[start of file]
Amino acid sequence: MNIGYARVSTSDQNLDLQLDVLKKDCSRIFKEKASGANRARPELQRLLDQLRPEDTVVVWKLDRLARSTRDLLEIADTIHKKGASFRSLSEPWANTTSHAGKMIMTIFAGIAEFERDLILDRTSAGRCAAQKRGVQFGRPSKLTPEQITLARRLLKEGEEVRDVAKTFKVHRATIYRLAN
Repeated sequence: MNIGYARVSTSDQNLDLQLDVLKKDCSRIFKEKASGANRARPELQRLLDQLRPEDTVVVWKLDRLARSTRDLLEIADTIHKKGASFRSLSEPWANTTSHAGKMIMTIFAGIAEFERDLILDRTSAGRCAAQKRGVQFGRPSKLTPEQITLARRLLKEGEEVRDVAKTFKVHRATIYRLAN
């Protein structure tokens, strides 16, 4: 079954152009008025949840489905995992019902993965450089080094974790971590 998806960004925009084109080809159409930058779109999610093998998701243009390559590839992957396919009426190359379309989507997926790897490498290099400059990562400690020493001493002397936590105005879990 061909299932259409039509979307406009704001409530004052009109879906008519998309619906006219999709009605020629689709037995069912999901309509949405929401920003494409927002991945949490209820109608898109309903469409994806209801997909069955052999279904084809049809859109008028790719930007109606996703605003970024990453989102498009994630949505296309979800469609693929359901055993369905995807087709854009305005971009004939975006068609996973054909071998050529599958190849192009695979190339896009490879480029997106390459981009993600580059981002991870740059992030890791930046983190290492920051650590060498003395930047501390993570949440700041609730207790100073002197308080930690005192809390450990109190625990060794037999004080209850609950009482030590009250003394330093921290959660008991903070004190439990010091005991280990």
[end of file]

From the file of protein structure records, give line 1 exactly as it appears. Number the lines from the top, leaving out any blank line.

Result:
Amino acid sequence: MNIGYARVSTSDQNLDLQLDVLKKDCSRIFKEKASGANRARPELQRLLDQLRPEDTVVVWKLDRLARSTRDLLEIADTIHKKGASFRSLSEPWANTTSHAGKMIMTIFAGIAEFERDLILDRTSAGRCAAQKRGVQFGRPSKLTPEQITLARRLLKEGEEVRDVAKTFKVHRATIYRLAN